Posts Tagged ‘human evolution’

Communing with your inner fish

September 3, 2008

Continuing (and concluding) my series entitled “Books I Bought in Seattle,” I will now regale the reader with my impressions of Neil Shubin’s recent book, Your Inner Fish.

The book is an exploration of the history of human evolution, in the only place available to us: the bodies of other animals, extand and ancient. Shubin points out the one-to-one correspondence between the bones in our limbs, and the limbs of all other tetrapods, to those of the Devonian fish he helped discover, Tiktaalik. He describes how the general body plan of vertebrates was in place 550 million years ago in the Cambrian, and perhaps even in the Precambrian, as evidenced by the famous Ediacaran fossils. He similarly explores the evolution of vision, of hearing, of the sense of smell, and points out how all our wonderfully complex sense organs have analogues in far more (seemingly) humble creatures.

Shubin’s lively and playful writing captures the breathless excitement that surrounds each new scientific discovery, and I delighted in his accounts of the findings that shaped our knowledge of evolution. He succeeds in portraying scientists as ordinary people, whose job happens to be probing the underlying nature of the universe. I have to thank him also for his clear explanation of the gene Sonic hedgehog. The only complaint I would level against it is that I fear he sometimes dumbs down his accounts too much; there was more than one place in the book that I felt would benefit from the actual terminology, rather than a more general explanation by analogy. But this is a minor complaint, as evidenced by the fact that I did not provide an example.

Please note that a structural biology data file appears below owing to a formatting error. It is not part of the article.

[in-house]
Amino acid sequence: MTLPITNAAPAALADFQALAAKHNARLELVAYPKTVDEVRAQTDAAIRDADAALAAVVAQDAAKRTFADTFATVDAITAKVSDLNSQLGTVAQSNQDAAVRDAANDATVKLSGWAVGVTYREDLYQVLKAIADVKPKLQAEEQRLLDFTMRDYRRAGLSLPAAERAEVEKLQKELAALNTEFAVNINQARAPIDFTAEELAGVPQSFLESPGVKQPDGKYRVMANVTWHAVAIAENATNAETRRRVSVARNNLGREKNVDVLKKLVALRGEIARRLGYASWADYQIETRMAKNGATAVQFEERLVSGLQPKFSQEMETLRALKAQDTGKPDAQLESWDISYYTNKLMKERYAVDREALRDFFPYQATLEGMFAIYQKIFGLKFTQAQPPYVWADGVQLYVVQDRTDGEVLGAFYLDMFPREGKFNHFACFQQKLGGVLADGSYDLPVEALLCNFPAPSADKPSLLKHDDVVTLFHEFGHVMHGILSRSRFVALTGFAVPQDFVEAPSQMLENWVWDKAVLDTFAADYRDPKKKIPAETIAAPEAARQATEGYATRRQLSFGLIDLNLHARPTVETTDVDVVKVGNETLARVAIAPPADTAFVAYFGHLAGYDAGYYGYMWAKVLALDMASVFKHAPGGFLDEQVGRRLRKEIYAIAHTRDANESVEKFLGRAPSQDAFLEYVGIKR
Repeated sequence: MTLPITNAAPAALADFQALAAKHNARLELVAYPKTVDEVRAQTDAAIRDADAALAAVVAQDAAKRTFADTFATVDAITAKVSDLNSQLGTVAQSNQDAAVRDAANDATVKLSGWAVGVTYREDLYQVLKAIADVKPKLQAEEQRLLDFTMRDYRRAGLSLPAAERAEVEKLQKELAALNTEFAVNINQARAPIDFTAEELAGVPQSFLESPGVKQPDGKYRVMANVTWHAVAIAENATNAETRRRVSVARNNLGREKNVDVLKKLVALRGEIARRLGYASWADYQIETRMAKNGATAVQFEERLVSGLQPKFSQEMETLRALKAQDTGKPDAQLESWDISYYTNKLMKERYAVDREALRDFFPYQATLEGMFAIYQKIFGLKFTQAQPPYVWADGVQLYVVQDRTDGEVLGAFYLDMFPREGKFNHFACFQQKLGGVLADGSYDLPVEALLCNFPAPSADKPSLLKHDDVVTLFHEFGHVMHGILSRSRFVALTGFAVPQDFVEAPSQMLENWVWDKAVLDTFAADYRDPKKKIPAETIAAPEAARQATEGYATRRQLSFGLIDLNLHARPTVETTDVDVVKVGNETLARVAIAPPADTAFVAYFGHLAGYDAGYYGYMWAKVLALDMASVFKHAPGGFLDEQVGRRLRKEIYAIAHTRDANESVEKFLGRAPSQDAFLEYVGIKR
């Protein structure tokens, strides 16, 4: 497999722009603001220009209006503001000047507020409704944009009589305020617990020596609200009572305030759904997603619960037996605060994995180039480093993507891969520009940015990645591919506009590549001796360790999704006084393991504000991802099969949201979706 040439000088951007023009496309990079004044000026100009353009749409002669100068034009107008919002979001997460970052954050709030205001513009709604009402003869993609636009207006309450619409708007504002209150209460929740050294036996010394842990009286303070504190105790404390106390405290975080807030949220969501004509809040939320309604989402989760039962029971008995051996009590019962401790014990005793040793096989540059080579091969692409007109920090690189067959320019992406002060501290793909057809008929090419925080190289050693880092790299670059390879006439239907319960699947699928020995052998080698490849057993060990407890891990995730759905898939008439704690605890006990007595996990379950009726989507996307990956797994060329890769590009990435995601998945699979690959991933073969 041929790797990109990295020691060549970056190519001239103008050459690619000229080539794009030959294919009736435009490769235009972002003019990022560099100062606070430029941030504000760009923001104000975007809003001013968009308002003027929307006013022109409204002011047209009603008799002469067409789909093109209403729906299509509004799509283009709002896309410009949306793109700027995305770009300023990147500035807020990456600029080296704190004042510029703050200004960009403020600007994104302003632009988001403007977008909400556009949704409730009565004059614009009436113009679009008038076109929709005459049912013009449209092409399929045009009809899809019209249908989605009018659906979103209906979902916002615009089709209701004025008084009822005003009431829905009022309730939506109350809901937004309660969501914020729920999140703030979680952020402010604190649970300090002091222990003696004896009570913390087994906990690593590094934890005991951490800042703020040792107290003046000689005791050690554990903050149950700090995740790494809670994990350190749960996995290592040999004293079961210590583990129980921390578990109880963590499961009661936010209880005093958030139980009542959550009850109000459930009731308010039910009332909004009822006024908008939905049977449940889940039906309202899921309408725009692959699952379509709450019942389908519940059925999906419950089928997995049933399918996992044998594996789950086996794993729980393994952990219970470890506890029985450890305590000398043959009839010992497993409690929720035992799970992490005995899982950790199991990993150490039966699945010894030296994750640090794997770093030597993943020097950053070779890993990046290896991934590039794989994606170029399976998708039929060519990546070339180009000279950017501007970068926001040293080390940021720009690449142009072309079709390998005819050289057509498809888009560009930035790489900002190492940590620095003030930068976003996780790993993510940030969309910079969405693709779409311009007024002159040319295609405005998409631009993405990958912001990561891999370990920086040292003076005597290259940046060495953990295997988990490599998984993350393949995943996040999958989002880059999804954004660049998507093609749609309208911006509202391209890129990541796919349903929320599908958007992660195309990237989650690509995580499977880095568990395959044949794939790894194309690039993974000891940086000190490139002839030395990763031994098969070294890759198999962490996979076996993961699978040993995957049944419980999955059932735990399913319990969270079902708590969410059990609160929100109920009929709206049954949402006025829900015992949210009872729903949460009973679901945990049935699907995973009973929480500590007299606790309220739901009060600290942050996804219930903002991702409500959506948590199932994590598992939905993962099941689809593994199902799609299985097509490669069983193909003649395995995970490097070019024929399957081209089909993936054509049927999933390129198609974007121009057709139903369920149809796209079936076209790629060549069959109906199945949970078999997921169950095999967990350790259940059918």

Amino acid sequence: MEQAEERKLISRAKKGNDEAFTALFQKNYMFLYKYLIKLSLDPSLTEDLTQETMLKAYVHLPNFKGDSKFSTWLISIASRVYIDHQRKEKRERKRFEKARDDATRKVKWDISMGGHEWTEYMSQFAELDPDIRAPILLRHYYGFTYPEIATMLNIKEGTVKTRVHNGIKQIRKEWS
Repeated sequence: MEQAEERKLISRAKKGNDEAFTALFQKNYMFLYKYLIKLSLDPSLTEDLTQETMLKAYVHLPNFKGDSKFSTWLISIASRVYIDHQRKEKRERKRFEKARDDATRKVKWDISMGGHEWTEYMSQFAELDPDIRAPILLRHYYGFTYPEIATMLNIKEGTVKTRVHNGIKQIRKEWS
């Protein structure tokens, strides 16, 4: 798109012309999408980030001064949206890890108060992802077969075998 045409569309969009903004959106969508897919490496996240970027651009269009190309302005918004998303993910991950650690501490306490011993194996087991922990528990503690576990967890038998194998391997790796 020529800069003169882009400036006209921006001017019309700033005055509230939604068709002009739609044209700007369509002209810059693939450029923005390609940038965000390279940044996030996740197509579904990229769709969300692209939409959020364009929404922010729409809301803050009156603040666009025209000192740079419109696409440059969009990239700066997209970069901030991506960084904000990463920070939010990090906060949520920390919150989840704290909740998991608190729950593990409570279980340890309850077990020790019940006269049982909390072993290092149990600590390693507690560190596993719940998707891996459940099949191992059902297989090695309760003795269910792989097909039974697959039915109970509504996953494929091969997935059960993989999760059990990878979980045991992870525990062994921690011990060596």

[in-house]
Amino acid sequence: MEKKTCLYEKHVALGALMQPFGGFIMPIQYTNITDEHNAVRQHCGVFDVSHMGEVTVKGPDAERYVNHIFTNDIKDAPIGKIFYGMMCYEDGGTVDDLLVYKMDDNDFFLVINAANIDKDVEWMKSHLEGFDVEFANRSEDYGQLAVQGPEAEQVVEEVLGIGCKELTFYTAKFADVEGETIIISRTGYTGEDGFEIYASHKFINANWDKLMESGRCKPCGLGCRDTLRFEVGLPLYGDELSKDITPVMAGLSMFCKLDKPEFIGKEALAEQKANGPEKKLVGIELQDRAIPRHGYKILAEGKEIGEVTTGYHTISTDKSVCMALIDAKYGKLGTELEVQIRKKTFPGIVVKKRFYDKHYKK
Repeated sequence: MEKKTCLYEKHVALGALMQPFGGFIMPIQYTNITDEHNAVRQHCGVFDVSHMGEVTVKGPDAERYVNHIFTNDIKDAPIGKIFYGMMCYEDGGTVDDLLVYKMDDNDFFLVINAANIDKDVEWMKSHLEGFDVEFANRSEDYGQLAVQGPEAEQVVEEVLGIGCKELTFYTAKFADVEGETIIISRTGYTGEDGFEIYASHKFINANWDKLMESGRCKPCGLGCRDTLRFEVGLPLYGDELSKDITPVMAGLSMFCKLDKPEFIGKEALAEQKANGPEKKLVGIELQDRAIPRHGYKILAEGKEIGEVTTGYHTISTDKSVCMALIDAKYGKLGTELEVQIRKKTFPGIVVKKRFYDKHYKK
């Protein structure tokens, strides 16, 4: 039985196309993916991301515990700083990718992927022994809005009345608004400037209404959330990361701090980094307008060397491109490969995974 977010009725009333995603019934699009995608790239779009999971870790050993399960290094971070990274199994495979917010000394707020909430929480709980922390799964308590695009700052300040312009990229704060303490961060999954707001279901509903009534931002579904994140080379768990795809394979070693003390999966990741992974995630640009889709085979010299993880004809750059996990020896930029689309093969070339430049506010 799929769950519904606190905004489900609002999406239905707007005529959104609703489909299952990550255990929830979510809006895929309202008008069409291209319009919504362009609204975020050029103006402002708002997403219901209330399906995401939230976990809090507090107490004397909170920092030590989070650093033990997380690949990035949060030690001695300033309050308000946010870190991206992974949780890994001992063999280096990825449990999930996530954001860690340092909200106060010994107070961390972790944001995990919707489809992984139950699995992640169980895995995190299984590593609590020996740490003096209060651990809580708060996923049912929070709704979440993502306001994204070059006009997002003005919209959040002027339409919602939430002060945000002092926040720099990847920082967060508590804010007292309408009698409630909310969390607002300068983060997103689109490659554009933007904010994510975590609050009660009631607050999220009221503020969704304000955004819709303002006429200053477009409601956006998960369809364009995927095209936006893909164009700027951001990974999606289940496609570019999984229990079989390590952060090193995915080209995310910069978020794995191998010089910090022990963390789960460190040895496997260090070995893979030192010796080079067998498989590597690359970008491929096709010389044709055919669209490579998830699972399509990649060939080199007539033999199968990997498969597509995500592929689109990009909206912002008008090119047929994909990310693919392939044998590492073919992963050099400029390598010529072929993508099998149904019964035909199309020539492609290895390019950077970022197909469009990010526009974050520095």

The fundamental theme of the book is that, as remarkable as we are, we are an inextricable part of the tapestry of life, no more and no less remarkable than anything else that lives. Everything that makes us what we are is derived from something that ran or flew or swam upon the Earth before. Within each of us is an inner fish, and an inner ape, and an inner reptile, and an inner bacterium (trillions of these, actually); reading Shubin’s book is an excellent way to gain acquaintance with them. (Richard Dawkins’ The Ancestor’s Tale is another.)


Human lineage nearly split

April 27, 2008

BBC News has a pretty cool article on some research published in the American Journal of Human Genetics. The claim is that there was an early split between two populations of Homo sapiens early on, and the two populations persisted in isolation for about 100,000 years. Apparently this wasn’t long enough to achieve reproductive incompatibility, because the populations later intermingled, and we’re left with a single species.

This kind of research always kicks off my imagination. What if speciation had occurred between those two African populations? What if they each began the slow march across the world? What if today, we had two separate, reproductively incompatible populations of sentient animals?

According to our modern sensibilities, there is really only one kind of human animal, and we are all essentially the same to a reasonable approximation. A human being from any part of the world can travel to any other part, and barring any cultural conflict, can learn the language of the people, pick up the customs, perhaps even start a family and produce fertile offspring. Our entire concept of ourselves revolves around our notion that there is only one kind of sentient animal on Earth.

What if there were two? What if there were an entire species whose language was forever impenetrable to us no matter how we tried to learn it, because of differences in brain structure? How would we interact with animals like that? Would we consider them beneath us? Would they consider us beneath them?

I don’t know. I could spin out a dozen more questions on this topic, but very few answers. The history of human evolution is a fascinating line of research.